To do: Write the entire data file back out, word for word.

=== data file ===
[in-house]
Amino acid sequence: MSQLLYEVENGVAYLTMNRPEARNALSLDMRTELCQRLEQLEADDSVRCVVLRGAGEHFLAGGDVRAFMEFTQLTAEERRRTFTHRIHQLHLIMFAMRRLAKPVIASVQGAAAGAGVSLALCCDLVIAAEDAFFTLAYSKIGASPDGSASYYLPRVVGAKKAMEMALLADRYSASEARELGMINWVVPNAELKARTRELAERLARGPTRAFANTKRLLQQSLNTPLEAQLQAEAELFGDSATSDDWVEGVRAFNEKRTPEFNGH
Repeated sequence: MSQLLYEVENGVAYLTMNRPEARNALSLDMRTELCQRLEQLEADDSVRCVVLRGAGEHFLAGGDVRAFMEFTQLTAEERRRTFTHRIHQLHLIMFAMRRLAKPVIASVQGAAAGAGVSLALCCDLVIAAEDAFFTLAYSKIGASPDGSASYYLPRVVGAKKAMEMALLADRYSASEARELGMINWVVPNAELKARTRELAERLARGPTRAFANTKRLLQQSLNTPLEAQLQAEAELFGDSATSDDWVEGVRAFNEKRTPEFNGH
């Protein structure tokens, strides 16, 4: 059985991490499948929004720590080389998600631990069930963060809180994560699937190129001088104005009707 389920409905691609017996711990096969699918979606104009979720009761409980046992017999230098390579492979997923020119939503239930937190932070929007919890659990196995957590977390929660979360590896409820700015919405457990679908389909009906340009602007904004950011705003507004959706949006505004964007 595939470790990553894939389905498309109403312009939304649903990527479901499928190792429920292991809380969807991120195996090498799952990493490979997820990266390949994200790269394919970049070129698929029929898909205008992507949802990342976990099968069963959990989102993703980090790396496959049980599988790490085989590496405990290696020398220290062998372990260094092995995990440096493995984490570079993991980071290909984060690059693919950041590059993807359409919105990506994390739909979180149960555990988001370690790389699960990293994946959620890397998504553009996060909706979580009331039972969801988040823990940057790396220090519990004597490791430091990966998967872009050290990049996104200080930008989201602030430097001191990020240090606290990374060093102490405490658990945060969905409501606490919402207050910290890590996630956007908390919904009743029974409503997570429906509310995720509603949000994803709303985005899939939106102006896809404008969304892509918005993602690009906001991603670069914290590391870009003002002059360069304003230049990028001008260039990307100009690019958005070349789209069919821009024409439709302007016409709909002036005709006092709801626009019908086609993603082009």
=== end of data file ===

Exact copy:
[in-house]
Amino acid sequence: MSQLLYEVENGVAYLTMNRPEARNALSLDMRTELCQRLEQLEADDSVRCVVLRGAGEHFLAGGDVRAFMEFTQLTAEERRRTFTHRIHQLHLIMFAMRRLAKPVIASVQGAAAGAGVSLALCCDLVIAAEDAFFTLAYSKIGASPDGSASYYLPRVVGAKKAMEMALLADRYSASEARELGMINWVVPNAELKARTRELAERLARGPTRAFANTKRLLQQSLNTPLEAQLQAEAELFGDSATSDDWVEGVRAFNEKRTPEFNGH
Repeated sequence: MSQLLYEVENGVAYLTMNRPEARNALSLDMRTELCQRLEQLEADDSVRCVVLRGAGEHFLAGGDVRAFMEFTQLTAEERRRTFTHRIHQLHLIMFAMRRLAKPVIASVQGAAAGAGVSLALCCDLVIAAEDAFFTLAYSKIGASPDGSASYYLPRVVGAKKAMEMALLADRYSASEARELGMINWVVPNAELKARTRELAERLARGPTRAFANTKRLLQQSLNTPLEAQLQAEAELFGDSATSDDWVEGVRAFNEKRTPEFNGH
């Protein structure tokens, strides 16, 4: 059985991490499948929004720590080389998600631990069930963060809180994560699937190129001088104005009707 389920409905691609017996711990096969699918979606104009979720009761409980046992017999230098390579492979997923020119939503239930937190932070929007919890659990196995957590977390929660979360590896409820700015919405457990679908389909009906340009602007904004950011705003507004959706949006505004964007 595939470790990553894939389905498309109403312009939304649903990527479901499928190792429920292991809380969807991120195996090498799952990493490979997820990266390949994200790269394919970049070129698929029929898909205008992507949802990342976990099968069963959990989102993703980090790396496959049980599988790490085989590496405990290696020398220290062998372990260094092995995990440096493995984490570079993991980071290909984060690059693919950041590059993807359409919105990506994390739909979180149960555990988001370690790389699960990293994946959620890397998504553009996060909706979580009331039972969801988040823990940057790396220090519990004597490791430091990966998967872009050290990049996104200080930008989201602030430097001191990020240090606290990374060093102490405490658990945060969905409501606490919402207050910290890590996630956007908390919904009743029974409503997570429906509310995720509603949000994803709303985005899939939106102006896809404008969304892509918005993602690009906001991603670069914290590391870009003002002059360069304003230049990028001008260039990307100009690019958005070349789209069919821009024409439709302007016409709909002036005709006092709801626009019908086609993603082009």